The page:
Thursday, March 3, 2011

Charlie Brown Quiltalong Part 5: Basting

This is my basting method. I've never seen anyone do it exactly like me and my method may not work for you. I do a lot of free motion quilting and the occasional light straight line quilting and I don't get puckers. This works for me, but it may not work for you. Take what you like from my method and leave what you don't...that's how I came up with this method in the first place!

Here is my frankenbatting.  This is just large scraps of the same brand of batting.  You can piece these with a zigzag on a machine, hand stitch them with a whipstitch, or do what I did....piece them on top of each other with VERY LITTLE overlap using a straight stitch.  I don't recommend that way but if you can't have a zigzag function it will work.  I have a machine that will zigzag but it is a pain to drag it out to piece batting.  I lay my batting over my long dining room table using these large clips I found in the dollar tree near the clothespins and laundry bags.  They are also good for taking quilt pics on a fence.  They are like having an extra set of hands.  I only baste about half a quilt at a time if the entire quilt doesn't fit onto my table. 
I use this June Tailor quilt basting spray.  This is a new bottle.  The old bottle was shaped like aquanet and this new design is a definite improvement.  If you have a choice between the 2 styles, remember Aquanet bad, rounded bottle good.
First things first, make sure your backing and quilt top have been ironed and are as wrinkle free as possible.  If you have bad wrinkling in your cotton batting, you can iron it as well...just don't try that with a synthetic batting.  I spray my quilt LIGHTLY with the basting spray and then lay my backing fabric on top.  Using my hands I start spreading and straightening from the inside out (remember I'm only doing half right now, I'll do the other half later).  After my hands have straigtened as many puckers as possible, I use my iron and iron from the center outward.  I do use steam.  I haven't had a problem with the finish on my table.  If I had a super nice table, I'd worry about doing this, but this table has much bigger problems than being the occasional basting gets the abuse of 3 boys and a fat scottie dog who likes to jump on it.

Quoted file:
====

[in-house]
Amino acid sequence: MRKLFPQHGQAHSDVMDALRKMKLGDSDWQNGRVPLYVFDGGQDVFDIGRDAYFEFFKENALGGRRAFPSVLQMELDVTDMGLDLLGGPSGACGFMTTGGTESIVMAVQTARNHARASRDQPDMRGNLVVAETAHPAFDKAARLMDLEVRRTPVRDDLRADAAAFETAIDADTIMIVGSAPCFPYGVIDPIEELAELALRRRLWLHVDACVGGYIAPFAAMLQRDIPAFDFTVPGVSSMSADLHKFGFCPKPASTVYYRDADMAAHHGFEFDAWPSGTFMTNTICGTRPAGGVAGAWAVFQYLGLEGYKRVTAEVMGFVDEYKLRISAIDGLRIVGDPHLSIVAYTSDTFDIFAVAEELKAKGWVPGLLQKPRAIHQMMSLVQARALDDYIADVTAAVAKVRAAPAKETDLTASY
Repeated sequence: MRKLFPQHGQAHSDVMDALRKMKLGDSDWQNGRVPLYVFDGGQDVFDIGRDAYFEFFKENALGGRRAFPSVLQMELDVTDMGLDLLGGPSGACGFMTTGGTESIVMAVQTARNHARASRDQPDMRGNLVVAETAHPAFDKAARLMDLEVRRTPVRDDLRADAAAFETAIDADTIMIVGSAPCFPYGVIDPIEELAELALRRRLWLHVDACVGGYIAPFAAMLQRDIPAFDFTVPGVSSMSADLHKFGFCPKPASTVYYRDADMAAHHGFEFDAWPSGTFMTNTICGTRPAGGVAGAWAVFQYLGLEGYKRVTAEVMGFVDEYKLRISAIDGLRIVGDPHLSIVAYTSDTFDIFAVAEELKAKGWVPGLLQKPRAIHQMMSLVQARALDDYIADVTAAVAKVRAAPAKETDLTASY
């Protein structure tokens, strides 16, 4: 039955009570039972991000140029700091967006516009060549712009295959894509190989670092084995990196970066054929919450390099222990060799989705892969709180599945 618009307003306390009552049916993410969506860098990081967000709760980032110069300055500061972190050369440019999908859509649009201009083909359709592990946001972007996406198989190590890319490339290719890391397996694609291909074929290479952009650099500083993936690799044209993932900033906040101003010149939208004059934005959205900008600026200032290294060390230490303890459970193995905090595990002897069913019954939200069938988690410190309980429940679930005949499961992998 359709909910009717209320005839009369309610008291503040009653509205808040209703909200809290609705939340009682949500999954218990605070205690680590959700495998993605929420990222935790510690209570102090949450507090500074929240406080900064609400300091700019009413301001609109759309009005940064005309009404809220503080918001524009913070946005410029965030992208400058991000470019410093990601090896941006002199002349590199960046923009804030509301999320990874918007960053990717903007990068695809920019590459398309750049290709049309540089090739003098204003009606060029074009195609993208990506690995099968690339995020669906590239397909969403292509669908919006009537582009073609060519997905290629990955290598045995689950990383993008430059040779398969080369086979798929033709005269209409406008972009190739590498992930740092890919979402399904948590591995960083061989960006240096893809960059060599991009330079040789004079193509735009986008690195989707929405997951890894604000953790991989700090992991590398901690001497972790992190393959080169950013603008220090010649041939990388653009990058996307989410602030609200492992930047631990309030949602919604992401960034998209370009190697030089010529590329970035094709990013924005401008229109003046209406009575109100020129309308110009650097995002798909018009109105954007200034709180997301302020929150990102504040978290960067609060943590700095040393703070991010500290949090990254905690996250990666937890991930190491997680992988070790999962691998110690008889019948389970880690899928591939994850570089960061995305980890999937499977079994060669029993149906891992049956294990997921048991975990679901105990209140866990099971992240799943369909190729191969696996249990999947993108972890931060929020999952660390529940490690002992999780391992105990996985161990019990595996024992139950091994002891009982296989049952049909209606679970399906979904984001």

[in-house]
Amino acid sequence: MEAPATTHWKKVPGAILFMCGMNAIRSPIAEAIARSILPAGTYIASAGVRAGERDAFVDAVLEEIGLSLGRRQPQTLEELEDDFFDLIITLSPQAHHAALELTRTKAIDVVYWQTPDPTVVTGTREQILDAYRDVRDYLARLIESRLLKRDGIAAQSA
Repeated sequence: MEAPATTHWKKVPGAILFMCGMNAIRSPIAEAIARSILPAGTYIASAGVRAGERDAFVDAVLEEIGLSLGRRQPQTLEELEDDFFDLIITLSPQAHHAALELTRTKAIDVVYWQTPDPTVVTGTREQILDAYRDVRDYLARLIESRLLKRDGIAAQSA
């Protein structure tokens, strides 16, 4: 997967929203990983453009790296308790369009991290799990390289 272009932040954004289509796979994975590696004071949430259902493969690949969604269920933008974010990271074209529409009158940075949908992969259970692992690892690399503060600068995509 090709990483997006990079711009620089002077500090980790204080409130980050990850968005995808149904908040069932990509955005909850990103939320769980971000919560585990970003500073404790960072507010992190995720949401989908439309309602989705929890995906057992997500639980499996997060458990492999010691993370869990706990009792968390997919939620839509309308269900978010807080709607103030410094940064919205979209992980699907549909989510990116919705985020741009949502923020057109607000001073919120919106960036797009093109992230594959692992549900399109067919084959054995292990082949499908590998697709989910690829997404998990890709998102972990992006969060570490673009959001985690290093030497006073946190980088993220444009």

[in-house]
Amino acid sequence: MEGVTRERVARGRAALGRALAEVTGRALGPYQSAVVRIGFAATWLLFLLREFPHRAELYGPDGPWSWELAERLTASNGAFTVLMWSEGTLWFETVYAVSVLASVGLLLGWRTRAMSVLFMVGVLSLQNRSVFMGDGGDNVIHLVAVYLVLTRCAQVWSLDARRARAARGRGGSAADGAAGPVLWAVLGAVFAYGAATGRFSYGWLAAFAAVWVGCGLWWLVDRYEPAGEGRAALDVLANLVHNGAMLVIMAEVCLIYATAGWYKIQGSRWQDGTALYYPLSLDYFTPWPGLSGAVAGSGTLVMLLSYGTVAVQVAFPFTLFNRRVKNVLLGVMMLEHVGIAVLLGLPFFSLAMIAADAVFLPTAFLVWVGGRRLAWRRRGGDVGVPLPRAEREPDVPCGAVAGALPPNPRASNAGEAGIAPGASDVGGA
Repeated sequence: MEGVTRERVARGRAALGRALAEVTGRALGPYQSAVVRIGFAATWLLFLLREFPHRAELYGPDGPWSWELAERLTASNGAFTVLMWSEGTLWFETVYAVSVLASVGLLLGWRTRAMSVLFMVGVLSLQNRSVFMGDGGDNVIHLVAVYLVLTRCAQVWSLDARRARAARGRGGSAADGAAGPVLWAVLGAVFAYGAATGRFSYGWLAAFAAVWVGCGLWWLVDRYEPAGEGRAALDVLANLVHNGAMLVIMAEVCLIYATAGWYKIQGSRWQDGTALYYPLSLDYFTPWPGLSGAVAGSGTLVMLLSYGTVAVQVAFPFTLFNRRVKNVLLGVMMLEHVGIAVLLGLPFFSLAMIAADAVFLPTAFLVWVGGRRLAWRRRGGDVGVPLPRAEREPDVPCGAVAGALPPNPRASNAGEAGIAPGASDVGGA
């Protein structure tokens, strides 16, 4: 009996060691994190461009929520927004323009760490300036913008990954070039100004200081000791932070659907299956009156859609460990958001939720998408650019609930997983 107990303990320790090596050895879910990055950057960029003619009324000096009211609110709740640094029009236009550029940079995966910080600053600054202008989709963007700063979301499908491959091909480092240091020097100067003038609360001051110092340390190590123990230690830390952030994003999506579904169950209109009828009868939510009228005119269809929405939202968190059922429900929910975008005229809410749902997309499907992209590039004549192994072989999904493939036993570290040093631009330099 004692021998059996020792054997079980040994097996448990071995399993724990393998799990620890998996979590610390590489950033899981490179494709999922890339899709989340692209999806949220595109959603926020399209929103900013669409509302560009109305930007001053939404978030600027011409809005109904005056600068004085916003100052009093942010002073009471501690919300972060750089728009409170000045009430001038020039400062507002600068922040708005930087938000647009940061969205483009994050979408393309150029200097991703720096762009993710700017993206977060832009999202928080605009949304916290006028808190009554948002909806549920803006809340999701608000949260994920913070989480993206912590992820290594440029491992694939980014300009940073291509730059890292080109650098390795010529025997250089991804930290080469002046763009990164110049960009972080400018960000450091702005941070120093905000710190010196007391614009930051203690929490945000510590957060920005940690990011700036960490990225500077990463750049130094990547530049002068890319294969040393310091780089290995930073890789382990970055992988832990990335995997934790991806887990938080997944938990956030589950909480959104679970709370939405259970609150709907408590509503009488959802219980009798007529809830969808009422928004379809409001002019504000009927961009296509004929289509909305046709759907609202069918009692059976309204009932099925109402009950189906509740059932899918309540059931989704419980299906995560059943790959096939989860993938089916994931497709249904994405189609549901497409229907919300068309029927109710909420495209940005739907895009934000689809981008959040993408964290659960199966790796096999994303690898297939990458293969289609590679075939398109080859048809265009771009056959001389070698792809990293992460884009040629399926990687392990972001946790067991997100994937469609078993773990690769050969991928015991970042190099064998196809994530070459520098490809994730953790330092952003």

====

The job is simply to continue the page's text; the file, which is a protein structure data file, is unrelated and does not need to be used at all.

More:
When I'm done with one half, I do the same thing on the other half.  I repositioned my clips on the dge again.

Now turn your quilt over and start basting the top.  If your backing/front is directional, make sure you get it right (guess what, I didn't...I repositioned and forgot to check that everything was going the right direction).  I lay the batting side up and then lay my quilt top on my batting.  I roll back my quilt top like a sardine can lid then spray my batting.  After the batting is tacky, I slowly unroll the quilt top, pressing with my hands and then with my iron. 

Because I use heat in my basting method, I never mark my quilt top before basting.  Doing so could make your disappearing ink set permanently. 

Next up: Quilting your quilt sandwich!!

1 comment:

  1. Hi just found your blog love this method I do basicly the same but I use pins to hold the three layers together.


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